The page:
more, share my experience with others, and give me a super long-term
view of what the values are of this winery-hopefully one of excellence.
a “back of the napkin” exercise, if you are a winery owner or tasting
room manager, write down precisely how you think your winery’s brand is
defined by the visitor, then the distributor, restaurant/on-premise
buyer and retailers. Then ask yourself, is that the brand I want, need
and can live with for the future. People buy the brand first and the
marketing story second; the brand lives on but the marketing story will
change because of many dictates.
Attitude and product knowledge of
the tasting room staff, interpersonal skills, level of interest by
management and staff throughout the organization; all these factors ooze
the brand definition throughout the organization. Winery’s do not need
to spend a lot of money to create a brand, but the tasting room is
coming from the inside out.
We never forget that branding and
marketing are complex and rarely turn out great without in-depth
planning, initiating experience, constant training and reinforcement of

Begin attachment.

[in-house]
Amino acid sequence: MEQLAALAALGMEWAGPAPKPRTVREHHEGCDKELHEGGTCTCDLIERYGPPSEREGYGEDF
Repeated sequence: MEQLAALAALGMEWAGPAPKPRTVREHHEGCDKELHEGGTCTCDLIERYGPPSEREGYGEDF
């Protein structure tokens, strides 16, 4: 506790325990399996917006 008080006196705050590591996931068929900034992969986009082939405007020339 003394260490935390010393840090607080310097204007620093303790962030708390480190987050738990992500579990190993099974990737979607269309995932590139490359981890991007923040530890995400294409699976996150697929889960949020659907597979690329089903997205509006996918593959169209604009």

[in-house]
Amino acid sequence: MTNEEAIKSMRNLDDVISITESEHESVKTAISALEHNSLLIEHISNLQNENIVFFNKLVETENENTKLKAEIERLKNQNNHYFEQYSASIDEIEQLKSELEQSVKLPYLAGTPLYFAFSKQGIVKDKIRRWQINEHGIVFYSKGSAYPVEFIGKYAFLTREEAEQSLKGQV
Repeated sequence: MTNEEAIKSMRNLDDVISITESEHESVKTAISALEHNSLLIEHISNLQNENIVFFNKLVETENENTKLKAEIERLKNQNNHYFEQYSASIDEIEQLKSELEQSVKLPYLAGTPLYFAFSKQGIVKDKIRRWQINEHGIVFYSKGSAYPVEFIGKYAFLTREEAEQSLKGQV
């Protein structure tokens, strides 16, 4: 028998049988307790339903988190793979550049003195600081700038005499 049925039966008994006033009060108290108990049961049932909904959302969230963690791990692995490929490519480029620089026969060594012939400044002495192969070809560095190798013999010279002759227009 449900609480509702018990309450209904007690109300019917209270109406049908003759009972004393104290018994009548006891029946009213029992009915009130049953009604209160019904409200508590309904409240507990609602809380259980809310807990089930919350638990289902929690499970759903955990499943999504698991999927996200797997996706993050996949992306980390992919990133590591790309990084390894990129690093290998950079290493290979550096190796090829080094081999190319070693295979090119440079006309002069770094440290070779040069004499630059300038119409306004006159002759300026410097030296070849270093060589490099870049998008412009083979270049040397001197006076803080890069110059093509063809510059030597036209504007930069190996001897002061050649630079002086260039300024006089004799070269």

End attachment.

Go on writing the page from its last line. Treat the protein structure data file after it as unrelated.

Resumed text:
strategies, buy-in at all levels, and updating of the plans.
tasting room should present the brand to the public as desired by the
owners. “Branding is the truth, reputation, and value of a small
business’s image, ethics, and craftsmanship. It is the stamp or logo on a
product that becomes a household name and trusted brand. Marketing
is the sales driven tactic which stands behind branding,” says Monique
Ouellette. Notice that marketing is behind the brand and drives the
“call to action” to drive the sale.
Apple is a great brand and
marketing organization. Look at the branding of their retail locations
(tasting rooms). Disney is another great brand that is on display in
their tasting rooms. Don’t confuse branding and marketing.